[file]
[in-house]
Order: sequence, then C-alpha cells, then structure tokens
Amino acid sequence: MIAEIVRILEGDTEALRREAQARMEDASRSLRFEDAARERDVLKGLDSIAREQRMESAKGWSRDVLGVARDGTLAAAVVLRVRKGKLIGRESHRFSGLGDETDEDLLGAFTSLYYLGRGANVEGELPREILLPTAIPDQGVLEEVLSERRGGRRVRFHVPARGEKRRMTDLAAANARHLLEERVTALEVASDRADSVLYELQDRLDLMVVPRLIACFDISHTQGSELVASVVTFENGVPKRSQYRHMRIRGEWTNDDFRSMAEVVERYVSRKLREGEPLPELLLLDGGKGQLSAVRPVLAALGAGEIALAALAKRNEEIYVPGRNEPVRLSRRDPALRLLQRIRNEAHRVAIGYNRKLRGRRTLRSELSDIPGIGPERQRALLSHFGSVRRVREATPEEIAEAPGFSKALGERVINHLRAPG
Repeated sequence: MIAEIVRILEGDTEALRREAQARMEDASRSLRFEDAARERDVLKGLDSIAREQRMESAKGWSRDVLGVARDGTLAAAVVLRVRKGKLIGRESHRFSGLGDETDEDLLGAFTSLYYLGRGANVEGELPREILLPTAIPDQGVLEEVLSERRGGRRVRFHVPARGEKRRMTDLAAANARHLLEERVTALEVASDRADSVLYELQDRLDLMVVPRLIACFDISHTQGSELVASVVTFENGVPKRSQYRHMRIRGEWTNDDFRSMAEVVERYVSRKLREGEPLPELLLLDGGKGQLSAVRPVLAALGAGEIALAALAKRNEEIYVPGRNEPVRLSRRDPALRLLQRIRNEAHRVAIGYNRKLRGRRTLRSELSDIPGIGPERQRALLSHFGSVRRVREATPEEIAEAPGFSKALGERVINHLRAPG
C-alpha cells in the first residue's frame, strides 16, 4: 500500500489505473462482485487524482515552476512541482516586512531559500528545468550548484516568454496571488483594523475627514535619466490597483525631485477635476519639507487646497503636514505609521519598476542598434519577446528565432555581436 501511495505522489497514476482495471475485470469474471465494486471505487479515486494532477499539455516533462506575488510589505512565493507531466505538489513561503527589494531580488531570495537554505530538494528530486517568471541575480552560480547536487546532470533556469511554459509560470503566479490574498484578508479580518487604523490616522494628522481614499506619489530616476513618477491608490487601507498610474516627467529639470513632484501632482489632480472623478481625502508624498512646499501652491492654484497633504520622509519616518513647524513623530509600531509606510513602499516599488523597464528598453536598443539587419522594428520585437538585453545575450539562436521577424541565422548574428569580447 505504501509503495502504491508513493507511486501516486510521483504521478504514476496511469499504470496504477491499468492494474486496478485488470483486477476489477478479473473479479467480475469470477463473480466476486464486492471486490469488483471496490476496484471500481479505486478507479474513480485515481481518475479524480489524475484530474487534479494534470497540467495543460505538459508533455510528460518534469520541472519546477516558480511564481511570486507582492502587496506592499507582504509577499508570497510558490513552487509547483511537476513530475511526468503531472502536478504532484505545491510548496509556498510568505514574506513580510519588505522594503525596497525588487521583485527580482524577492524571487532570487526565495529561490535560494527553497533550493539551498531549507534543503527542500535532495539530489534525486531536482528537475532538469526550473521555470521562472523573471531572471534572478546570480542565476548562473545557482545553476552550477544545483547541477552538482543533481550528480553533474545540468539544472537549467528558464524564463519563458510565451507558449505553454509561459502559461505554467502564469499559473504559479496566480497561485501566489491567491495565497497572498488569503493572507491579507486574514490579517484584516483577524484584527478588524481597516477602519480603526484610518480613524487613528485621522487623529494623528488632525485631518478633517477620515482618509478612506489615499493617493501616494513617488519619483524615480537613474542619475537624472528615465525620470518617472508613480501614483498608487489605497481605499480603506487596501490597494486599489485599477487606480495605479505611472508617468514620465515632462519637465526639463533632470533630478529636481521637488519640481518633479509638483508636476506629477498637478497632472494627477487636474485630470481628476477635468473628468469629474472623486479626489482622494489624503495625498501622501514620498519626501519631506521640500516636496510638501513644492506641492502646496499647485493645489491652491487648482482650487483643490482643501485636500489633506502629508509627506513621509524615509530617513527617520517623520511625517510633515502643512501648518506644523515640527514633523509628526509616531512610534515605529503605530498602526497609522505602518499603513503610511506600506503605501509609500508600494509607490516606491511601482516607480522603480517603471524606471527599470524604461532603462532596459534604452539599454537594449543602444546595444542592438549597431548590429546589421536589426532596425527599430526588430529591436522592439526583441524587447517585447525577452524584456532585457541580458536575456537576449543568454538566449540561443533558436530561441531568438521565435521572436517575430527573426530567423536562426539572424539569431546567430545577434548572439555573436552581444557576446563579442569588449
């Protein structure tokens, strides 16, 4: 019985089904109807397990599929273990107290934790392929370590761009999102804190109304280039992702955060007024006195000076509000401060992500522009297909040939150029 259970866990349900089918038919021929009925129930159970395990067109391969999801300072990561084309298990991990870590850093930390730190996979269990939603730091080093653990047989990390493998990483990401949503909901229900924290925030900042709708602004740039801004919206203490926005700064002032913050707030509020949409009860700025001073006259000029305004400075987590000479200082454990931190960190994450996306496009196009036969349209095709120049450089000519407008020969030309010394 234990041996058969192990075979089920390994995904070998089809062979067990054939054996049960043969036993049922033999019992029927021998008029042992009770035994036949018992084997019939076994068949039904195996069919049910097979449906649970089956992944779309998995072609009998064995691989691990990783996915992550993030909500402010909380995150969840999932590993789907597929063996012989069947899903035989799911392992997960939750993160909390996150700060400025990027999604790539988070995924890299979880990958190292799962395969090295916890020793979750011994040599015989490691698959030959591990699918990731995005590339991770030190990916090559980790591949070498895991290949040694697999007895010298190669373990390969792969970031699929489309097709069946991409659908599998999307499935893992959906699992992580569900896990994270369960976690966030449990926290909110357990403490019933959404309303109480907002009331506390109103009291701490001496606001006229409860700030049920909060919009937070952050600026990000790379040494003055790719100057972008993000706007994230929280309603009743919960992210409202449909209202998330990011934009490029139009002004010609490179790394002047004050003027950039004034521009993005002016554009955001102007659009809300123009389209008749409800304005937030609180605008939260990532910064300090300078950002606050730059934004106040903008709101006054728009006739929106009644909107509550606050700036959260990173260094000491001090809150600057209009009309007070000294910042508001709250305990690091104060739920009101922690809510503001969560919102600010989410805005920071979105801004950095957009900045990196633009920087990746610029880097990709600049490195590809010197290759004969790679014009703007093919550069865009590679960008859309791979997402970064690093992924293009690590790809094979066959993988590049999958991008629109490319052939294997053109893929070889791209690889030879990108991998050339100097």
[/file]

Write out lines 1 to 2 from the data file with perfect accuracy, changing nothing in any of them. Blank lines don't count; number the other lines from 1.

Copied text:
[in-house]
Order: sequence, then C-alpha cells, then structure tokens